We’ll forgive you if you thought the recent election was only about the president. While the media focus was almost exclusively on the presidential race and national politics, there was a lot going on at the state level. These “laboratories of democracy” had a number of ballot initiatives that dealt with important–and sometimes controversial–constitutional questions. Below is a round-up of several referendums that are making headlines now and will likely continue to for years to come.
For the first time in the U.S., voters approved of gay marriage legislation at the ballot box. Maryland, Maine, and Washington all approved gay marriage through popular referendum. Other states, like Massachusetts, have legalized gay marriage legislation through the statehouse or through judicial action, but Tuesday marked the first time that voters directly voted on and passed gay marriage measures. Minnesota rejected an amendment to its state constitution to ban gay marriage.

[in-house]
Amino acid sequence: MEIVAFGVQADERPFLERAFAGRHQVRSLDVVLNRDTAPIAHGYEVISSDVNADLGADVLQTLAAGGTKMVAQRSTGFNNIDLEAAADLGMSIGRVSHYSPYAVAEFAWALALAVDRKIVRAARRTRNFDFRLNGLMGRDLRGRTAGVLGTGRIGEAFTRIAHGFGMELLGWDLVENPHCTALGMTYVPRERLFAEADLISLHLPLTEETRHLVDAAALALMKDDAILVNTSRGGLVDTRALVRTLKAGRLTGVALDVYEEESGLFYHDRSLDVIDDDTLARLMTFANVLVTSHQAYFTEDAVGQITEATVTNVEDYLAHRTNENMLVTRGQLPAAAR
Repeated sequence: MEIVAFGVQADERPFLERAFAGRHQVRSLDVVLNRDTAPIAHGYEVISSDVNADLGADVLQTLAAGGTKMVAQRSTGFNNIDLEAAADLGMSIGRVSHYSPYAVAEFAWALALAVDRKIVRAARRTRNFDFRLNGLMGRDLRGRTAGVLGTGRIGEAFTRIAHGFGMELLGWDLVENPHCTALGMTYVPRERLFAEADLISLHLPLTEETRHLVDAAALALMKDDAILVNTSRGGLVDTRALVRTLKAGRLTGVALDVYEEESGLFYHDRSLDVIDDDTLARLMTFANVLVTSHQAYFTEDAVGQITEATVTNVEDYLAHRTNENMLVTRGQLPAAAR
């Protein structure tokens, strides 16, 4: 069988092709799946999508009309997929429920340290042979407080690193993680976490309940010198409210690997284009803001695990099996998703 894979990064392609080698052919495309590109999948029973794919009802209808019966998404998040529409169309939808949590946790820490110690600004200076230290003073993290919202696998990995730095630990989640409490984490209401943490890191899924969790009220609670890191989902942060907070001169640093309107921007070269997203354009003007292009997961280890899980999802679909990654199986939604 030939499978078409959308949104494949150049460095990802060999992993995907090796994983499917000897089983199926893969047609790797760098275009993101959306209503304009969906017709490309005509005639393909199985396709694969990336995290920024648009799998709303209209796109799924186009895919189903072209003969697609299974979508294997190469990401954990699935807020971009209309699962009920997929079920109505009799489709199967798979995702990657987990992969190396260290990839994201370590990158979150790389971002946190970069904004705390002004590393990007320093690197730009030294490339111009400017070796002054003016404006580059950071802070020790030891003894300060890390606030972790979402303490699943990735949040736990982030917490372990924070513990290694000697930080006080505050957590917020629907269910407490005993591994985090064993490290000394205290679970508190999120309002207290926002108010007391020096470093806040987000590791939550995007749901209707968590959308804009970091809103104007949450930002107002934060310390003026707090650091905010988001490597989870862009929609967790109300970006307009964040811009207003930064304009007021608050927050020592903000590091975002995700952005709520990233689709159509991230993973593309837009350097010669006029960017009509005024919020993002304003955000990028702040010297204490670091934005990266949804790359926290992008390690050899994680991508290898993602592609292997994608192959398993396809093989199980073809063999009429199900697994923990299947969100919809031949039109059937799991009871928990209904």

Same-Sex Marriage Scores First U.S. Ballot Box Victories, Bloomberg News
Massachusetts voters approved medical marijuana, while Colorado and Washington approved measures to legalize consumption and sale of marijuana for recreational use.
Voters approve I-502 legalizing marijuana, Seattle Times
Amendment 6, a Florida ballot measure to ban the use of public funding for abortion, was defeated. It would have prohibited any state healthcare money from being spent on abortion procedures, and would have given the state legislature more power to regulate abortion providers.
California voters rejected a measure that would have repealed the state death penalty. Narrowly defeated 52% to 48%, Proposition 34 would have abolished the California state death penalty and replaced all current death sentences with life in prison.
California death penalty repeal, Proposition 34, rejected, Los Angeles Times
Calif. voters retain death penalty despite costs, Police One
Virginia voters approved an amendment to their state constitution limiting the taking of private property for the purpose of economic development. Winning with 82% support, the amendment states that state officials may only use eminent domain to take property from private citizens for public use.
Eminent Domain Amendment Prevails by Wide Margin, Virginia Connection Newspapers